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Long, Huey P. (“The Kingfish”)
Lawyer, Louisiana Governor, Senator
 
Long, Huey P. (“The Kingfish”)<br>Lawyer, Louisiana Governor, Senator Quantity in Basket: None
Code: LA-AU-009
Price: $265.00
Shipping Weight: 1.00 pounds
1 available for immediate delivery
 
 
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Long, Huey P. (1893-1935)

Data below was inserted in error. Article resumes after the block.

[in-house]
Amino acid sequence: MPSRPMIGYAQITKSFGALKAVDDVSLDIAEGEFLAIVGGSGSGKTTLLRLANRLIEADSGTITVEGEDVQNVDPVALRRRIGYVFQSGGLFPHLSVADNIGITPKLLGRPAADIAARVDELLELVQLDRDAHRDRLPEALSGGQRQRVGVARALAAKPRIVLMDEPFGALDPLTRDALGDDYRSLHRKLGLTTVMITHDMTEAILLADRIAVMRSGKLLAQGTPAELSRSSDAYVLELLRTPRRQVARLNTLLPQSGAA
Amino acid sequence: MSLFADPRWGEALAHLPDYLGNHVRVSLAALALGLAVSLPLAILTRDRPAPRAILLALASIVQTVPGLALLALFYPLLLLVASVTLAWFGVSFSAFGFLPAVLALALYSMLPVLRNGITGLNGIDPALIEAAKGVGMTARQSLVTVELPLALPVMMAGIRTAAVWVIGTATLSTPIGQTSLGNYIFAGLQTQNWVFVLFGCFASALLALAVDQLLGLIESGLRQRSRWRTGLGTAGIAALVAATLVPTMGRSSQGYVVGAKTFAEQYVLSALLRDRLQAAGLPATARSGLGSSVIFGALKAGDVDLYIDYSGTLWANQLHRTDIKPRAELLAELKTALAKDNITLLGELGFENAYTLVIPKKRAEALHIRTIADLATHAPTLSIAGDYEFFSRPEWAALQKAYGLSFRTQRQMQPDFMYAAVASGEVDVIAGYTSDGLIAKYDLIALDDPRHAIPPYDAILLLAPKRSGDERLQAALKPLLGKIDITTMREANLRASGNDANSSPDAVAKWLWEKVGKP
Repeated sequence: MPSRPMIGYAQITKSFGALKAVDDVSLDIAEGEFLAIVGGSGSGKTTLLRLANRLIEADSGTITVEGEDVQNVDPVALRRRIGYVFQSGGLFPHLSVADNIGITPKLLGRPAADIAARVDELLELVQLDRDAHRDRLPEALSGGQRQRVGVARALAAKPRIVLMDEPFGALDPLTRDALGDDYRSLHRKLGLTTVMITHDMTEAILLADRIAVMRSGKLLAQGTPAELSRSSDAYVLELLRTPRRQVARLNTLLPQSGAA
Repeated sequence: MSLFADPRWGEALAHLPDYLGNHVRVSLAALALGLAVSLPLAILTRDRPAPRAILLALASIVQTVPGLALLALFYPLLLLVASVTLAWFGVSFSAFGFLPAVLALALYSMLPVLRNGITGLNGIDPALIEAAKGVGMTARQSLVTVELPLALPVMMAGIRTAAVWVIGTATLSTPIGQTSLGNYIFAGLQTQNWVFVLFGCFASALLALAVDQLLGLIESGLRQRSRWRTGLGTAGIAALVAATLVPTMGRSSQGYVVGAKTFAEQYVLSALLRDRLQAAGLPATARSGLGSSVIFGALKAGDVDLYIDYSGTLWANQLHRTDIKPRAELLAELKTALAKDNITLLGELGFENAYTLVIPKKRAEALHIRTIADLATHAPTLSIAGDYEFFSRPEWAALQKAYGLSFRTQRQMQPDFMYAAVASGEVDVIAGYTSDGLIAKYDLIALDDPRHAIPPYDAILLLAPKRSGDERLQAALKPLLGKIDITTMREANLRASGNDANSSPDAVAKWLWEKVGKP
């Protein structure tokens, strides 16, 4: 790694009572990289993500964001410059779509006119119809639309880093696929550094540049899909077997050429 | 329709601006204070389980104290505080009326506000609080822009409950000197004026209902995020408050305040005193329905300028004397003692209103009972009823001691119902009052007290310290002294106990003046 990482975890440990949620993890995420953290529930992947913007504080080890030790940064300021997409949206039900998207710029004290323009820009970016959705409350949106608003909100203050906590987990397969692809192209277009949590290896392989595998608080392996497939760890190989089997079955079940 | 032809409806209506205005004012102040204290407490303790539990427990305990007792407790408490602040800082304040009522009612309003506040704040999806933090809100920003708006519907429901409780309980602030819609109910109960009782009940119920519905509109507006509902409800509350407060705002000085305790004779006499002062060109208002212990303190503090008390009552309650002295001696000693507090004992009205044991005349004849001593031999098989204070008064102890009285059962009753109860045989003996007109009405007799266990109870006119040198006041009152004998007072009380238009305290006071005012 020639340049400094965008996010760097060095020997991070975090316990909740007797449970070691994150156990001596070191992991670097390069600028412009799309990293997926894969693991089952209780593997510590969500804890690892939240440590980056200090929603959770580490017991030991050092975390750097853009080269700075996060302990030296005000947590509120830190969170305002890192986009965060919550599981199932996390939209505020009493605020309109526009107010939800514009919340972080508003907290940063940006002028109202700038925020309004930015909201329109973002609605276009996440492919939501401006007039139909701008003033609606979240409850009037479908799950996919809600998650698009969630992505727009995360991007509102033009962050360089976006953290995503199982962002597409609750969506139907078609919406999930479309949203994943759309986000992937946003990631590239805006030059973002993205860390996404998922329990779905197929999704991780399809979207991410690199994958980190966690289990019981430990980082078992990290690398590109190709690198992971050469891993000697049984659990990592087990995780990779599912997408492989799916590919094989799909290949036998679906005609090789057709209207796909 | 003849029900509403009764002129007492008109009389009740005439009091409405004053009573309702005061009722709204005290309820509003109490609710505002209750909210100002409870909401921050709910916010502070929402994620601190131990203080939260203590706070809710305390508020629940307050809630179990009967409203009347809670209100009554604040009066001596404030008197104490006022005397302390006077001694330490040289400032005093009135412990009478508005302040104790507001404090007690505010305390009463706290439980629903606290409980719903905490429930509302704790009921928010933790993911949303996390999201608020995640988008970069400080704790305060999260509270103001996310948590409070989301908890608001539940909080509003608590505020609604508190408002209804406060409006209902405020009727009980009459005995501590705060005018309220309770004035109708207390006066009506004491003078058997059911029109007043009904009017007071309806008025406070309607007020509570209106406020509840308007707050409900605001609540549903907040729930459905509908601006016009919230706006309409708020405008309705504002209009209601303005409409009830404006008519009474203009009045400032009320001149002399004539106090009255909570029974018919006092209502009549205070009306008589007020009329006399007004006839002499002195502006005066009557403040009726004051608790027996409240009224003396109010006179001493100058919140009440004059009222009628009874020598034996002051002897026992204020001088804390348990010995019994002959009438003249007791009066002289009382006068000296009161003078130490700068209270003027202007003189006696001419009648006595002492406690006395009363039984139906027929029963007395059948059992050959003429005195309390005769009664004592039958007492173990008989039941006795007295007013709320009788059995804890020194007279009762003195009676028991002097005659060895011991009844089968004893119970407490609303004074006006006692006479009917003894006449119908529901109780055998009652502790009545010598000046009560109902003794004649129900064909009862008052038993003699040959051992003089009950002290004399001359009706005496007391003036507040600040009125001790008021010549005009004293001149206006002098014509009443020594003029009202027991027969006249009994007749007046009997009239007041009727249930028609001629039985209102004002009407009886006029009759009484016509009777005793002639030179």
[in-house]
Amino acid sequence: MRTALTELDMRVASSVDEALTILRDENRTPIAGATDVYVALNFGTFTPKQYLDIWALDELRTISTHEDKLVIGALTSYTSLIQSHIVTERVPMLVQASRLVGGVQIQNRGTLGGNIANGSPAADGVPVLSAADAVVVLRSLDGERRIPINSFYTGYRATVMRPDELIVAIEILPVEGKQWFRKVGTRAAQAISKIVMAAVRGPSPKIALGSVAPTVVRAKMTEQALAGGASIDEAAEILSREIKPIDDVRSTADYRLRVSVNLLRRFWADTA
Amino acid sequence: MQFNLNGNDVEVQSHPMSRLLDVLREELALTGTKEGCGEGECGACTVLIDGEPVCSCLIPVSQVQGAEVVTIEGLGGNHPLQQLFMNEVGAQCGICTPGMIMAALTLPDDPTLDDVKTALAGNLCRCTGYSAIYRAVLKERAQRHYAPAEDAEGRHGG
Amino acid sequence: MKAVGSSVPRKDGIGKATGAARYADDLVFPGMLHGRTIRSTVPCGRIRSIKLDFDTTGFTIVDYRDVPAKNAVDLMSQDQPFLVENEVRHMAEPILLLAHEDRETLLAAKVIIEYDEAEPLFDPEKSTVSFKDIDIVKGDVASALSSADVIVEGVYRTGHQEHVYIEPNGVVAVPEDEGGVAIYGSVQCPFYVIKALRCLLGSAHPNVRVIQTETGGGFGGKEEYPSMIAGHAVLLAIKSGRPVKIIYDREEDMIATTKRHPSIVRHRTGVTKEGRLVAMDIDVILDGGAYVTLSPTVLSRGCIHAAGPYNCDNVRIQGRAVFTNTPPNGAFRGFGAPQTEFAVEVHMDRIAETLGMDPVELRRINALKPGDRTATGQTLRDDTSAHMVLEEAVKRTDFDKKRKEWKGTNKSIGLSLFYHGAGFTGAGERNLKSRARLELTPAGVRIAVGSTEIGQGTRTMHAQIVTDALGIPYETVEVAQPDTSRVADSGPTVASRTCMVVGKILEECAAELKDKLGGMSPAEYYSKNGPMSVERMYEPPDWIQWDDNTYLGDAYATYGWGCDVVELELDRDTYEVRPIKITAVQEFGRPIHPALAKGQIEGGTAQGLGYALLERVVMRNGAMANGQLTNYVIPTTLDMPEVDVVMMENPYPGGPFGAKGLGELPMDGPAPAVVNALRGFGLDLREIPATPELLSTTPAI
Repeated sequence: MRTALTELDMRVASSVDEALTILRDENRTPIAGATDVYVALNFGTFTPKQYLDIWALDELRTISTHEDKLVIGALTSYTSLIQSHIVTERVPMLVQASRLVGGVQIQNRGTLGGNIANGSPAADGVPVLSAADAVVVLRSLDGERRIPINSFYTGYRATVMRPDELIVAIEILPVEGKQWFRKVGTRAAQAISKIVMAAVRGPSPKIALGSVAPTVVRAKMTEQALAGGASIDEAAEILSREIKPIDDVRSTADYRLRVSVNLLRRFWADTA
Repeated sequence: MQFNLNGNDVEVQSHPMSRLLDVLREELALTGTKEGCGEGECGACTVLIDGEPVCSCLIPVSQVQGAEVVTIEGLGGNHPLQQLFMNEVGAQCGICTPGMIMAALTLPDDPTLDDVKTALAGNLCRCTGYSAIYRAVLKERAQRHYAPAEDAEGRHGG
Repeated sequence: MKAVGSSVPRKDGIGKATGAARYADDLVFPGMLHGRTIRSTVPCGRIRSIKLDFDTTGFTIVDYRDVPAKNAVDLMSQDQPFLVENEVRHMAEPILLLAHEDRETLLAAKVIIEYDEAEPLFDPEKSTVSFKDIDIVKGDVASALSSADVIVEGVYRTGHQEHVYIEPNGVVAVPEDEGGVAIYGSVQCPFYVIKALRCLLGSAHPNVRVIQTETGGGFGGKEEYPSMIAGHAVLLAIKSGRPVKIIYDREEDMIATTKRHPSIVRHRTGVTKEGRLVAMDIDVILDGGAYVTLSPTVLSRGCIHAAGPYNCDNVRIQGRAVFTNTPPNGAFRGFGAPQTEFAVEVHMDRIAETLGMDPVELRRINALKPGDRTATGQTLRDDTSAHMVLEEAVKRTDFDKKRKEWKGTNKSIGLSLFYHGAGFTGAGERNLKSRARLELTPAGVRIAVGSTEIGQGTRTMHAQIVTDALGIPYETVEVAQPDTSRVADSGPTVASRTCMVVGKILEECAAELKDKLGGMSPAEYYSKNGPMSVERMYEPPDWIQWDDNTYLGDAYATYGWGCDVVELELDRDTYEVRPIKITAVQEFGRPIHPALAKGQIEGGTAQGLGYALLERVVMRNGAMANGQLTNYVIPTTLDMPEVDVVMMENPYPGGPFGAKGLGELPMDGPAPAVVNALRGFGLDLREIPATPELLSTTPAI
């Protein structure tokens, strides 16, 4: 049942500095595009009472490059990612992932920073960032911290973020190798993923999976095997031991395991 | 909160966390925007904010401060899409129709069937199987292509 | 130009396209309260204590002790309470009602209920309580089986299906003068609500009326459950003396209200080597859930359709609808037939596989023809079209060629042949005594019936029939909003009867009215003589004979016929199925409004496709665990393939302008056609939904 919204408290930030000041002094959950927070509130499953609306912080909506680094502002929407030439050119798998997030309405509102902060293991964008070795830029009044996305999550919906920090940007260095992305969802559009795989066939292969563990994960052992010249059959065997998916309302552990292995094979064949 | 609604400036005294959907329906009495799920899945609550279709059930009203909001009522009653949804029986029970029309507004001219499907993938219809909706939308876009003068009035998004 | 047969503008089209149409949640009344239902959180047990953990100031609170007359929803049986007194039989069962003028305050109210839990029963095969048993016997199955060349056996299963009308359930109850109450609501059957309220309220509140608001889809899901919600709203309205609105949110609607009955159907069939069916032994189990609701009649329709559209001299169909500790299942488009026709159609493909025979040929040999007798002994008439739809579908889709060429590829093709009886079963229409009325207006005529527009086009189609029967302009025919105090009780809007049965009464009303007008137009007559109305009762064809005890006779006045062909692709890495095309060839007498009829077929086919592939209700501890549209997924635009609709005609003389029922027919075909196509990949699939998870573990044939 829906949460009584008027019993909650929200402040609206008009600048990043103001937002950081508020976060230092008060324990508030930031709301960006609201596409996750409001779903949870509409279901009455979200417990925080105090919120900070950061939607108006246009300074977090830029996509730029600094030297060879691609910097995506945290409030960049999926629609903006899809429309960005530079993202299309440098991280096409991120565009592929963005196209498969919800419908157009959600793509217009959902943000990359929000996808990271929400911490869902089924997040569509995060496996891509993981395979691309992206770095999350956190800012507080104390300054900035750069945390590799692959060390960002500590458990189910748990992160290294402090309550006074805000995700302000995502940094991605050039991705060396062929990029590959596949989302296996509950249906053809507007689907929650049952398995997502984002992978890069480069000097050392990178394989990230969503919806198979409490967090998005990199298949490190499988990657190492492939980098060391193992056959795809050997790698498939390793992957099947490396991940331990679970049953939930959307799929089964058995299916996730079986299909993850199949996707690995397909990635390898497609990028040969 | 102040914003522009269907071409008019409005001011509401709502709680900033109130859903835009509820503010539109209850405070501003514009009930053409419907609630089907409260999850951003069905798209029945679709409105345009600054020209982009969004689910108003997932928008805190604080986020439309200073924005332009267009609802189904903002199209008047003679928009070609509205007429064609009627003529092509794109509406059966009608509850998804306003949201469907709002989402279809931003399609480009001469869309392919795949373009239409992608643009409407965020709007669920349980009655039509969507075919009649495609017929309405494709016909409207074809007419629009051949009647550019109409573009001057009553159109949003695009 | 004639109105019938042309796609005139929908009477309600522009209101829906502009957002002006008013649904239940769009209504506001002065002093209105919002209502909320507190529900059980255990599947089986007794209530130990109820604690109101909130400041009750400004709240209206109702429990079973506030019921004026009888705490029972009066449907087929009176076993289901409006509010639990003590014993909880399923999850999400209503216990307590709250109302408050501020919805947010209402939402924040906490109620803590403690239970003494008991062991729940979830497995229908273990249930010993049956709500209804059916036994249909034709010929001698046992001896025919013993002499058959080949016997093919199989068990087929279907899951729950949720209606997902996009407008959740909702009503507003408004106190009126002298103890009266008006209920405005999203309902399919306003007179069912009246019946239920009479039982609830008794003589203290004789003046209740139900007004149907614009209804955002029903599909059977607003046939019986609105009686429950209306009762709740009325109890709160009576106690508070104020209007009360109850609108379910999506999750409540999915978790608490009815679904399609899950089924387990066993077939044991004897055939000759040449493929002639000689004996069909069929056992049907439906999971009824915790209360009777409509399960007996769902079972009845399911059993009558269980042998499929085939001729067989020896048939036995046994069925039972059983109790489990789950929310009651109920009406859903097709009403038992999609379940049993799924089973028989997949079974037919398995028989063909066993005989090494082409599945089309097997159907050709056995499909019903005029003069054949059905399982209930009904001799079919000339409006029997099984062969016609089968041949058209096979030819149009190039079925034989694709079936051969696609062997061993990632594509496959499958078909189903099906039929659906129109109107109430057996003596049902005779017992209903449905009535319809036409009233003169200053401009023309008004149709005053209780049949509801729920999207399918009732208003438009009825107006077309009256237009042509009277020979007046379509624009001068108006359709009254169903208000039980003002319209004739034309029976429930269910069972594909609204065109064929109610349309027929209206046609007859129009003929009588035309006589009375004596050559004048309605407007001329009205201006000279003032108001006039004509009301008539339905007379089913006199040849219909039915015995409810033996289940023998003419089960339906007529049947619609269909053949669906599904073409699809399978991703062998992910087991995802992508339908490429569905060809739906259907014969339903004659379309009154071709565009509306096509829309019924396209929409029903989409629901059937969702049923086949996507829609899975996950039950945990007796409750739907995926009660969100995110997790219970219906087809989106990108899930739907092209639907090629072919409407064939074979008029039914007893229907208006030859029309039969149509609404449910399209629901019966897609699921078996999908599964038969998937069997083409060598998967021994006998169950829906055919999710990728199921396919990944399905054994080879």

Huey Pierce Long was born on a farm in Winnfield, Louisiana on August 30, 1893. He received a standard public school education, after which he studied law at the University of Oklahoma in Norman, Oklahoma and Tulane University in New Orleans, Louisiana. He passed the bar in 1915 and opened a practice in his hometown of Winnfield. Long began his political career at the age of twenty-five with his election to the Louisiana Railroad Commission, a position he held for 10 years. He served as chairman of the re-organized Public Service Commission which had been established in 1921. During his time on the commission, Long led successful litigation for independent oil companies, lowered telephone rates, prevented streetcar rate increases in Shreveport, and required pipelines to operate as common carriers. He was an unsuccessful candidate for Governor of Louisiana in 1924, though he subsequently was elected to the position in 1928. Through print media and the fairly new medium of radio, Long became nationally known for his unusual conduct and somewhat interesting political strategies. He steadily became the power behind Louisiana politics, and though many of his policies were advantageous to his constituency (he secured free textbooks for schools and a large highway appropriation), there were those in the state who were unhappy with the power that he had acquired and the methods that he used to wield it (he gained control of the appointment of police, firefighters, and school teachers, commanded the militia, and exercised influence over the judiciary, election officials, and tax assessors). In 1929, impeachment proceedings were brought against Long by legislative allies of Standard Oil, since he had advocated a special tax on the production of refined oil. Though the State House of Representatives voted in the affirmative on eight of nineteen counts, the motion failed to pass in the State Senate when 15 senators refused to vote for his impeachment. Governor Long initiated a campaign of retaliation against Standard Oil, focused on the local populace, claiming he was being persecuted for attempting to improve the lot of the common people through the enactment of his special oil tax. His constituency must have believed him, as the following year, Long was elected to the United States Senate, though he continued to serve as governor until early in 1932. This was done partly out of a sense of duty to the people of the state and partly to prevent an opponent from becoming governor (his opponent had vowed to repeal much of the legislation that Long had pushed through). His candidate, Oscar K. Allen, was elected in 1932, though most people believed that Huey Long was still running the show. Once he was in Washington, Long advocated the redistribution of money through his “Share-the-Wealth” program, though many of his peers rejected his drastic tax proposals. While serving as a senator, Long wrote two books, Every Man a King, published in 1933, and My First Days in the White House, published posthumously in 1935. Both of these books were intended to introduce Long to the national audience, with the view of his running for president against Franklin D. Roosevelt. Sadly, though surrounded by a cadre of bodyguards, Huey P. Long was shot in the abdomen on September 8, 1935 in the corridor of the Louisiana State Capitol, ostensibly by Dr. Carl Weiss. Dr. Weiss was subsequently shot 62 times (another source says 48 times) by Long’s bodyguards and died on the spot. Long was rushed to a local hospital but he died at 4:10 AM on September 10, 1935. Conspiracy theories have continued surround the shooting, as some believe that Long was actually hit by bullets from one of his bodyguard’s guns, though this was never proven. It was also suggested that the medical attention that he received was less than what it should have been, though again, no proof is available. Huey P. Long was buried on the grounds of the State Capitol on the afternoon of September 12, 1935. The site of his shooting is marked today by a plaque and several bullet holes are still present.